.. What on earth are DC doing? This is being removed from my pull list now; I was really looking forward to Diggle's take.
Saranth's forum posts
@tupiaz Dumb? Sure, you can lose motivation. Sure, you might lose drive, or you might not have another Eureka moment for a long while. Your basic talent, though, is virtually timeless. A storyteller is always going to be a storyteller; it's all about your desire to tell those stories. That doesn't mean your work is always going to be amazing, but it means that if you come up with a good idea, you have the potential and the capacity to make it amazing.
Edit: A lot of it is about perception, too. Film-makers are always accused of making terrible films in their twilight years. I think it's more likely, though, that the issues that they represent in their film-making are no longer relevant, or their style is outdated, or they just haven't kept up with societal change. That doesn't make them any less talented; it hasn't gone anywhere. They just don't connect with the audience anymore, as the audience's perceptions of what a film should be, or what they want to take from a film, have changed.
I never actually owned the original Ultimate Alliance. Has it aged well enough to justify buying the Xbox 360 port? I realise that the DLC is no longer available unless you pick up the gold edition, but that's over £50 on eBay.
The Long Halloween was one of the first comics that I read, so it will always have a special, nostalgic place in my mind. Also, it's actually a very good book. Like anyone, Loeb has had dips in form over the years, but then so have many of the comic industry's darlings; Grant Morrison's current run on Action Comics, for example, has been nothing to write home about, and Geoff Johns' Justice League was very dull until Throne of Atlantis. The first issue of Nova was promising, and your talent and ability to write is not something that you can lose.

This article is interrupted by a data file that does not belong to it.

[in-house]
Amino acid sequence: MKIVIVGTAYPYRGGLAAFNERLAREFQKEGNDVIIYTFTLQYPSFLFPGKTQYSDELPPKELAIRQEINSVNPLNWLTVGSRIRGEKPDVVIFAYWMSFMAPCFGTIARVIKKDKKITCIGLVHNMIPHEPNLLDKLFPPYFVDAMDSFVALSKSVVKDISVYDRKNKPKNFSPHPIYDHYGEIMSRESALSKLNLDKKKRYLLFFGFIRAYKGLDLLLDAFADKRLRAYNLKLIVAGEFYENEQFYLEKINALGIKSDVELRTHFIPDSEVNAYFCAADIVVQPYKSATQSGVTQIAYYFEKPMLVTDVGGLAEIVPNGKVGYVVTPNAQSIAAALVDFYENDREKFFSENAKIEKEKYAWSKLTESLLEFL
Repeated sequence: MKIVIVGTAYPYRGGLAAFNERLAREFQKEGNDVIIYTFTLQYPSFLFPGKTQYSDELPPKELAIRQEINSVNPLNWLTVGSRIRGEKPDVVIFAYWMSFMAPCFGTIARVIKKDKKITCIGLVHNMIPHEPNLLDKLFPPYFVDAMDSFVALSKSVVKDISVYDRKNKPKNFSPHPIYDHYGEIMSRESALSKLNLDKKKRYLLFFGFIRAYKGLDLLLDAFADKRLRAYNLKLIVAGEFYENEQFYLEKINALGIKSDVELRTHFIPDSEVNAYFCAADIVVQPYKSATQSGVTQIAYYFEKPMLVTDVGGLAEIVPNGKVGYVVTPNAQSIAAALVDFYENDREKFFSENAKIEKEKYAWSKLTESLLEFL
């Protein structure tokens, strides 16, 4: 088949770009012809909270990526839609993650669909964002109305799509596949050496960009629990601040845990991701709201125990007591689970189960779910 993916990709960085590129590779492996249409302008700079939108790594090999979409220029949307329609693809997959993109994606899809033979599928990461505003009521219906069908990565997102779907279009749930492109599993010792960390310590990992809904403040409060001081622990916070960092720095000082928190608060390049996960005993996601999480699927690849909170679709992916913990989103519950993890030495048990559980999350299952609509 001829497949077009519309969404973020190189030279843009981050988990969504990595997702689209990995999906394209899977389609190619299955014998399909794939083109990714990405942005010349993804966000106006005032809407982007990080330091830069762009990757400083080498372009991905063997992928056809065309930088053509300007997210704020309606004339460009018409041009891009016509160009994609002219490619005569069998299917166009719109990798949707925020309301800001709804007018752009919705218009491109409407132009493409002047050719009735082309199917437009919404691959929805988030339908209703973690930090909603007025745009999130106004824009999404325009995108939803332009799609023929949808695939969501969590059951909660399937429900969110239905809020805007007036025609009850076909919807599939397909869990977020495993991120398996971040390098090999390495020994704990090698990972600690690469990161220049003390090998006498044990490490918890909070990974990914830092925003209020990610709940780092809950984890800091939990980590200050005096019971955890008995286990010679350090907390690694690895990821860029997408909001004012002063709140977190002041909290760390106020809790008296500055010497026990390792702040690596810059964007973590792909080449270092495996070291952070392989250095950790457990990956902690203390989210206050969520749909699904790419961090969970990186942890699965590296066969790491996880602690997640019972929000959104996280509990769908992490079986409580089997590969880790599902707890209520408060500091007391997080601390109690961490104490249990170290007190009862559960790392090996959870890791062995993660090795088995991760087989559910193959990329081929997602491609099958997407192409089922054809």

I'm a literature student, so I find I can sit and read for pretty much any length of time. It's a learned skill, I think, to just get yourself in the zone. I managed to read the Spider-Island TPB in one sitting the other day, when I should have been reading Lolita, and that's about seventeen or eighteen issues, I think.
John Blake doesn't have the martial, intellectual or acrobatic prowess to be Robin, and he's too old to be trained. DC have made a point of keeping the DC Universe and the Nolanverse quite separate thus far. I don't see any reason for that to change.
Looking to the future, I wonder how well publishers are going to fare. Digital sales are sky-rocketing, and are accounting for more and more of Marvel and DC's profits. With companies like ComiXology allowing individuals to publish their comics through their store, without an attached publisher, what's to stop writers and artists from skipping the middle-man? Sure, they don't have rights to the characters. That's their get out of jail free card, but would the publishers retain their enormous market share in an environment where their top-talent can easily head off to work on more lucrative, personal enterprises?
Wait... Johns is ahead of Alan Moore? Ahead of Gaiman?
What is this?
I think it is because the question refers to your favourite writer, rather than the best writer. My favourite film, for example, is Se7en. It is by no means the best film out there, though.